Barclay has this note on makarios writing that

"Makarios is the word which specially describes the gods. In Christianity there is a godlike joy. The meaning of makarios can best be seen from one particular usage of it. The Greeks always called Cyprus hē makaria (the feminine form of the adjective), which means The Happy Isle, and they did so because they believed that Cyprus was so lovely, so rich, and so fertile an island that a man would never need to go beyond its coastline to find the perfectly happy life. It had such a climate, such flowers and fruits and trees, such minerals, such natural resources that it contained within itself all the materials for perfect happiness.

Makarios then describes that joy which has its secret within itself, that joy which is serene and untouchable, and self-contained, that joy which is completely independent of all the chances and the changes of life. The English word happiness gives its own case away. It contains the root hap which means chance. Human happiness is something which is dependent on the chances and the changes of life, something which life may give and which life may also destroy. The Christian blessedness is completely untouchable and unassailable. “No one,” said Jesus, “will take your joy from you” (John 16:22). (Ed note: Makarios is an inner peace, an inner bliss, an inner happiness. Such inner joy is not produced by circumstance. It is a word that indicates character, touching man at the very base of his existence) The beatitudes speak of that joy which seeks us through our pain, that joy which sorrow and loss, and pain and grief, are powerless to touch, that joy which shines through tears, and which nothing in life or death can take away.

The world can win its joys, and the world can equally well lose its joys. A change in fortune, a collapse in health, the failure of a plan, the disappointment of an ambition, even a change in the weather, can take away the fickle joy the world can give. But the Christian has the serene and untouchable joy which comes from walking for ever in the company and in the presence of Jesus Christ. The greatness of the beatitudes is that they are not wistful glimpses of some future beauty; they are not even golden promises of some distant glory; they are triumphant shouts of bliss for a permanent joy that nothing in the world can ever take away." (Matthew 5 Commentary - Daily Study Bible online)

Lloyd-Jones comments that…

There is, beyond any question, a very definite order in these Beatitudes. Our Lord does not place them in their respective positions haphazardly or accidentally; there is what we may describe as a spiritual logical sequence to be found here. This, of necessity, is the one which must come at the beginning for the good reason that there is no entry into the kingdom of heaven, or the kingdom of God, apart from it. There is no one in the kingdom of God who is not poor in spirit. It is the funda­mental characteristic of the Christian and of the citizen of the kingdom of heaven, and all the other characteristics are in a sense the result of this one… It is obviously, therefore, a very searching test for every one of us, not only as we face ourselves, but especially as we come to face the whole message of the Sermon on the Mount. You see, it at once condemns every idea of the Sermon on the Mount which thinks of it in terms of something that you and I can do ourselves, something that you and I can carry out. It negatives that at the very beginning… The Sermon on the Mount, in other words, comes to us and says, 'There is the mountain that you have to scale, the heights you have to climb; and the first thing you must realize, as you look at that mountain which you are told you must ascend, is that you cannot do it, that you are utterly inca­pable in and of yourself, and that any attempt to do it in your own strength is proof positive that you have not understood it.' It condemns at the very outset the view which regards it as a programme for man to put into operation immediately, just as he is. (Lloyd-Jones, D. M. Studies in the Sermon on the Mount)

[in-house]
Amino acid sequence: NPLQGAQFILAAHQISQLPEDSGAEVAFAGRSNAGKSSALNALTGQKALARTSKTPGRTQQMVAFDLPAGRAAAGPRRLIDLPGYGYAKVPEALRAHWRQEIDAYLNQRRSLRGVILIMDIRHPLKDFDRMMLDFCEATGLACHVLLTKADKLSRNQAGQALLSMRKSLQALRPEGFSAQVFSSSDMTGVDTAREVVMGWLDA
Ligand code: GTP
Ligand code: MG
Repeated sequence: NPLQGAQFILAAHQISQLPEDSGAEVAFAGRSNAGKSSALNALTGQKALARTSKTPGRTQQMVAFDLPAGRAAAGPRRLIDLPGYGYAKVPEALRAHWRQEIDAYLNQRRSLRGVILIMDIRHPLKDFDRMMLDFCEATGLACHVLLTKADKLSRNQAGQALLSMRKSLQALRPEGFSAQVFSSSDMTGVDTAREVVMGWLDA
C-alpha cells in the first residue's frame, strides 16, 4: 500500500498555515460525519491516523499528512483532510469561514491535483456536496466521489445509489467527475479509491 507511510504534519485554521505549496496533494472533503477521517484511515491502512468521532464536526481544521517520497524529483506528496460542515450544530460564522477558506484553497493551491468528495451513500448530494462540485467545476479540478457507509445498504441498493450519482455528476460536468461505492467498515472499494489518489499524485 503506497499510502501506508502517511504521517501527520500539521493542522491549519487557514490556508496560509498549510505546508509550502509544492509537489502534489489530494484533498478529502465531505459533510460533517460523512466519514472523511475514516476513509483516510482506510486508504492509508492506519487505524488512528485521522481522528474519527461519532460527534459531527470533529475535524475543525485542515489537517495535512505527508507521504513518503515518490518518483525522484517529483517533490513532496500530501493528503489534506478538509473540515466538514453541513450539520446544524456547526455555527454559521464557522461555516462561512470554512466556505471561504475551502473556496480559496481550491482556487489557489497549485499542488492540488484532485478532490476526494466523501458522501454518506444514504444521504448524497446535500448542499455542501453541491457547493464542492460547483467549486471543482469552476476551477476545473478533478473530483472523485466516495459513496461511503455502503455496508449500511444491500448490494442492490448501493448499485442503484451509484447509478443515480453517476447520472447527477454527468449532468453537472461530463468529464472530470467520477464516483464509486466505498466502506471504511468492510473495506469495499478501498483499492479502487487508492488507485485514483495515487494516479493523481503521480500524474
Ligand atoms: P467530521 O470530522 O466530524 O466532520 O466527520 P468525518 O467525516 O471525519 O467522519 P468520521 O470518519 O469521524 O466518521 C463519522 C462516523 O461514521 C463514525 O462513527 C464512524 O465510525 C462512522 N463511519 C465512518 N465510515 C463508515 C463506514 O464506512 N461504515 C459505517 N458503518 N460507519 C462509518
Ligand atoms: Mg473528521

Related Resources:

The Sermon on the Mount reveals the true standard of righteousness which Christ requires of all who belong to Him (Matthew 5:1). The limitation of the Sermon on the Mount lies in the fact that our Lord reveals His standards for the Kingdom life, without the full revelation of the power by which this standard can be obtained or maintained. This fuller revelation would come later. It is somewhat analogous to the John 7:37-39-note passage, where Christ gives His promise of power and fruitfulness before the Holy Spirit has been given to believers in Acts 2-note. The Sermon on the Mount is like a plumb line (aka "plumb bob") which allows one to discern the crookedness of a wall, but which does not provide the tools to rebuild the wall. As Jesus' ends His sermon, He declares

Therefore everyone who hears these words of Mine and acts on them (OBEYS - WHICH NECESSITATES A SUPERNATURAL POWER SOURCE...THE INDWELLING SPIRIT. SEE DISCUSSION "Obedience of faith"), may be compared to a wise man who built his house on the rock. 25 “And the rain fell, and the floods came, and the winds blew and slammed against that house; and yet it did not fall, for it had been founded on the rock. 26“Everyone who hears these words of Mine and does not act on them, will be like a foolish man who built his house on the sand. 27“The rain fell, and the floods came, and the winds blew and slammed against that house; and it fell–and great was its fall.” (Mt 7:24-27-note)